The painful question: What is muscle soreness?

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Everyone’s heard of it, many moaned about it, and all Free Athletes, experienced it. But what on earth is muscle soreness? Which processes within the body trigger this uncomfortable feeling that can leave us crippled for days? Although the current state of research is still incomplete, meaning it’s not 100% clear why muscle soreness occurs, we gathered a great deal of research to provide you with as much accurate information as possible. Let’s try to answer the painful question: what is muscle soreness?

Muscle soreness comes in two forms

Muscle soreness is delayed muscle pain which occurs hours or even days after physical strain such as exercise. You might think all pain is the same, but actually there are two different types: delayed onset muscle soreness (DOMS) and eccentric muscle damage (EMD). It’s believed that especially through eccentric muscle contraction, muscle soreness is induced, normally described as muscle stiffness and pain as well as pressure sensitivity which usually peaks around 48 hours after the initial stimulus and can last up to one week.

How does it happen?

Think back to when we explained the structure of a muscle – remember the composition of a sarcomere and the myofibril? (Take a look over the article again if you need a reminder.) These all play a role in the mechanical process which occurs within your body, resulting in muscle soreness. To understand this mechanical process, we have to look at the following areas:

Mechanical destruction of the sarcomere structure: During exercise and especially eccentric contractions, sarcomeres are stretched rapidly and uncontrollably, leading to a destruction of their structure. Sounds painful, but what does it mean? Just imagine lengthening an elastic band over and over again. It will become stretched before reaching a point where it rips apart. This is similar to what happens to a sarcomere after repeatedly performing an eccentric contraction, for example squat jumps.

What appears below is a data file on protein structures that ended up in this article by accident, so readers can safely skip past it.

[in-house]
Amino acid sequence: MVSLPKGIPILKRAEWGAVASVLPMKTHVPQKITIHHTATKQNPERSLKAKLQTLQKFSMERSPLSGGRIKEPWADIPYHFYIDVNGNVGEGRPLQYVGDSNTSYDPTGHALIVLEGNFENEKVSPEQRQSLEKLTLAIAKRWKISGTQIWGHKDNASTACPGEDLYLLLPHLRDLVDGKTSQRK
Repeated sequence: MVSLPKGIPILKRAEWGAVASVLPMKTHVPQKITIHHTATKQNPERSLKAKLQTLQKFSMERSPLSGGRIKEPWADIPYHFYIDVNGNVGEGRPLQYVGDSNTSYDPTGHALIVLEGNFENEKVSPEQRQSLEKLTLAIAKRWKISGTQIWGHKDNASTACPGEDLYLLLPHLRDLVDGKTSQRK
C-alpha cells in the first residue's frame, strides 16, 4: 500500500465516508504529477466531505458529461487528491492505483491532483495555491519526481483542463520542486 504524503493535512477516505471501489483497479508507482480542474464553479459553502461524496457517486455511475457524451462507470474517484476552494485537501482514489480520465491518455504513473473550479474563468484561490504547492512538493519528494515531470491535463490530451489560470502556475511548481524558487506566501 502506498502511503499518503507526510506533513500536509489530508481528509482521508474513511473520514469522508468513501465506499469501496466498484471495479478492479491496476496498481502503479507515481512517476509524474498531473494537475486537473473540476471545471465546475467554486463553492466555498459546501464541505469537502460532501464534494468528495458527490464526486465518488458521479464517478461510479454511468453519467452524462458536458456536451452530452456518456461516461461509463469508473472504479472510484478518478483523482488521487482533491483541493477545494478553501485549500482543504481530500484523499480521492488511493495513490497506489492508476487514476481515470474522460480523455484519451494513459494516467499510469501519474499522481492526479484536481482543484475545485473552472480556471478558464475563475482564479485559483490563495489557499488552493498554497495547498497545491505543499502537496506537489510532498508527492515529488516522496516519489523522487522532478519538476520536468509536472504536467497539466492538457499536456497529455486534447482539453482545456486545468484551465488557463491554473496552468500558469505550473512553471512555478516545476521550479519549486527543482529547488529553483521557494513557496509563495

Disturbance of the excitation contraction coupling (E-C coupling): Remember how a muscle contracts? This is what we call the excitation contraction coupling. In the case of muscle soreness, this mechanism is disturbed due to a damaged t-tubule structure. In simplified terms, this disturbance prevents the action potential (electric signal coming from the central nervous system) from finding its way into the muscle. It’s like trying to fill an inflatable pool with a torn water hose – the water is there, but it won’t make its way into the pool.

Destructed sarcoplasmic reticulum: Don’t worry too much about the term, just imagine this structure as a big calcium store located within your muscle that is responsible for initiating a contraction. Here, calcium is uncontrollably released which causes minor injuries within the muscle. This can also be responsible for the pain you feel after a tough (eccentric) session. Luckily, your body has a protective measure to combat this. It’s called the repeated bout effect. We’ll take a look at this in the upcoming article next week.

These processes can all happen at the same time, one at a time or also independently from each other. It all depends on how long and how often your muscles are put under stress.

Can muscle soreness affect your athletic performance?

The simple answer is yes. By assessing the impact on performance after a training session with concentric and eccentric muscle contraction, muscle soreness was proven to have a negative impact on performance, both at a competitive and noncompetitive level. These two processes were scientifically measured to demonstrate the negative impact :

  1. How well maximum force is able to be produced during an isometric exercise (maximum voluntary contraction – MVC) such as pressing against a plate with your legs at the stage of experiencing muscle soreness.
  2. How well can a target muscle be contracted (voluntary activation – VA) during an isometric exercise at the stage of experiencing muscle soreness.

The key findings of this research were that maximum force produced at the stage of muscle soreness decreased by 25% in the following two days and also the activation of the target muscles – simple contraction of the muscle – decreased by 15%.

What does this tell us? Sore muscles and their effect on your body are highly likely to prevent you from achieving a PB – in almost every case.

Discover which measures exist that can treat or cure muscle soreness in the next article.